The Des Moines Wastewater Reclamation Authority operates a 97-million gallon per day regional wastewater reclamation facility (WRF) largely constructed in the mid 1980s to serve the greater Des Moines, Iowa metropolitan area. Originally constructed in a largely rural area, current plans for the area around the WRF establish a need for emissions control to reduce offsite odor impacts, in addition to reducing odor emissions to the surrounding neighborhoods. Plans for the surrounding area include a major “Agrimergent Technology Park” targeting value-added agricultural research and production companies, major roadway improvements making the road past the reclamation facility a primary corridor into the downtown area, and extension of the Des Moines River trail system past the WRF.
The Emission Reduction Study presents a plan to strategically abate WRF emissions to economically avoid future issues. The plan is based on the following:
- Comprehensive monitoring, sampling, and assessment of over 30 emissions sources at the WRF.
- Prioritization of emission sources based on relative contribution to offsite odor levels.
- Consideration of multiple technologies to control priority emissions.
- Progressive control of WRF emissions to achieve short- and then long-term goals as warranted by development of the surrounding area.
This Study provides a template for other treatment plants to systematically identify and quantify odorous emissions, predict offsite odor levels and assess the relative contributions of individual emissions, establish short and long term goals for offsite odor levels, and develop a cost effective control plan using the appropriate technology to progressively target emissions focusing initially on those with the lowest cost to control. It also shares the findings and results achieved using this template for the Des Moines WRF.
The Des Moines Wastewater Reclamation Authority operates a 97-million gallon per day regional wastewater treatment facility (WRF) in southeast Des Moines as indicated in Figure 1. The WRF was largely constructed in the mid 1980s to serve the greater Des Moines metropolitan area. It incorporates rock trickling filters constructed in the 1960s as part of a two-stage roughing filter, activated sludge treatment process. Figure 1 – WRF Facility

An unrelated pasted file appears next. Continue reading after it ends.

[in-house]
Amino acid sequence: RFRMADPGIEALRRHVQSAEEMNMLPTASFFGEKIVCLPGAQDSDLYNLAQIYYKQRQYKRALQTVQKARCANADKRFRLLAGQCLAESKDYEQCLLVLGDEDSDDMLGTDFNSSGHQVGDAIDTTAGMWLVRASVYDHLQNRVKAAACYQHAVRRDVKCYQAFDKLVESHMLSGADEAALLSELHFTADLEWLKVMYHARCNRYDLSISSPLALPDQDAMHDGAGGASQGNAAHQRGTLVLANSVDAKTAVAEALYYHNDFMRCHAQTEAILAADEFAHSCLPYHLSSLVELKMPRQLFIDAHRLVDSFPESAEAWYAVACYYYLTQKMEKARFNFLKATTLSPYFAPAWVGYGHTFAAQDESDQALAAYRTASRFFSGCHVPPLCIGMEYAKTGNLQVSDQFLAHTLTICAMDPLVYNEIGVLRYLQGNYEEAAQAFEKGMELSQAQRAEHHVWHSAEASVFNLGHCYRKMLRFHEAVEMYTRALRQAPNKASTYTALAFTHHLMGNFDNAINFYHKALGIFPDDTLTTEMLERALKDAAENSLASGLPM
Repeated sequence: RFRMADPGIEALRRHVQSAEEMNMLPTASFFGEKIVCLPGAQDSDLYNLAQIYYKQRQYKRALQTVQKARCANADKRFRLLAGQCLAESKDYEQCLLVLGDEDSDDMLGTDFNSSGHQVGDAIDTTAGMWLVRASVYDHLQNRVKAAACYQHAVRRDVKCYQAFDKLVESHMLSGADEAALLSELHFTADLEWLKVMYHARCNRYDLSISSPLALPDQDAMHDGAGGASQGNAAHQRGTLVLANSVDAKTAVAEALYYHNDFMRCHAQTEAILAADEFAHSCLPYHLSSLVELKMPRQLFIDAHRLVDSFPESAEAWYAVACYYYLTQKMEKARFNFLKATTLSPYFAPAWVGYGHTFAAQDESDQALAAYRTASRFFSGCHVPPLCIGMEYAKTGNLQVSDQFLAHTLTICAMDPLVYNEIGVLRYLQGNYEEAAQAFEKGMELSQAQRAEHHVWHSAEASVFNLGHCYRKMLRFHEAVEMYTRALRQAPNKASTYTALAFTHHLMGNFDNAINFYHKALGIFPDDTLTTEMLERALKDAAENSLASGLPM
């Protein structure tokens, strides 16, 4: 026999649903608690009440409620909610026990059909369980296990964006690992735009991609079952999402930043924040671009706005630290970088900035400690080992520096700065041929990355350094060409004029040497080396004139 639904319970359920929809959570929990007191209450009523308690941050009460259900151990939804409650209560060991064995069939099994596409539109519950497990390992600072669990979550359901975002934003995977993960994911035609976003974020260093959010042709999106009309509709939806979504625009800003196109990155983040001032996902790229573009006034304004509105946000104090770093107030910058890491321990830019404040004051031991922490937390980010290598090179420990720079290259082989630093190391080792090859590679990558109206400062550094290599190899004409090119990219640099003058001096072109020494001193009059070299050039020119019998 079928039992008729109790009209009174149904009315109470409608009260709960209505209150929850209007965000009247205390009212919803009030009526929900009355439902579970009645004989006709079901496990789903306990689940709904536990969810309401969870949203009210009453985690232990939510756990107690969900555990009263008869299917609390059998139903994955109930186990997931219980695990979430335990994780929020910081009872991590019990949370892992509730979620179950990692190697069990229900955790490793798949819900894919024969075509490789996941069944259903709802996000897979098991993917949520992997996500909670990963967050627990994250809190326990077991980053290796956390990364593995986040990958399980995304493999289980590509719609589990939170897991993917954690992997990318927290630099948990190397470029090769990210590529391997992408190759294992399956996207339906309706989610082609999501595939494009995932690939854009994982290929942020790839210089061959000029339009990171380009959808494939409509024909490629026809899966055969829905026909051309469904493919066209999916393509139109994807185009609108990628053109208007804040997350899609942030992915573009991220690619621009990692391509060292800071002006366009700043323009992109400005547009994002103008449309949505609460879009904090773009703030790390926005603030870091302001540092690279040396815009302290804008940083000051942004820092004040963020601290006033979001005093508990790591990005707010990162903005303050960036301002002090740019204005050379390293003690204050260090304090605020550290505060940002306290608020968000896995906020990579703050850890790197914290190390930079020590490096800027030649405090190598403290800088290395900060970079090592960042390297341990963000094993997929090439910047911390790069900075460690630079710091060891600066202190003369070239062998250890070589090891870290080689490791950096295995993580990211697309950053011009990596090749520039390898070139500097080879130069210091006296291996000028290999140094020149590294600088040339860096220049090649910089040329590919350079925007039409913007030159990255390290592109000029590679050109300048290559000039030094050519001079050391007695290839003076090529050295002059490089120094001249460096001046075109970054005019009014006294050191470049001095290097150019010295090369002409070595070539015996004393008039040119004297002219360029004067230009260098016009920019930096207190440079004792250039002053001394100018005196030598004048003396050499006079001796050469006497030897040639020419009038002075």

The liquid treatment train also includes mechanical screens, sewage pumps, aerated grit chambers, primary clarifiers, final clarifiers, and seasonal chlorine disinfection. Significant quantities of hauled liquid waste are also treated at the WRF; some through the entire liquid treatment train, and some directly through the anaerobic digesters.
Solids handling consists of rotary drum thickeners for thickening waste activated sludge, anaerobic digesters for stabilization of blended primary and waste activated sludge, and belt filter presses for dewatering digested sludge. An onsite biosolids storage facility is used during inclement weather.
This Emissions Reduction Study presents a plan to strategically abate WRF emissions to economically avoid future issues. The plan is strategic in that it focuses on WRF emissions with the highest concentrations, lowest volumes, and/or lowest cost to control and avoids emissions with the lowest concentrations, highest volumes, and/or greatest cost to control. It will avoid future issues by controlling WRF emissions in advance of planned changes for the surrounding area that include a major Agrimergent Technology Park and major roadway improvements.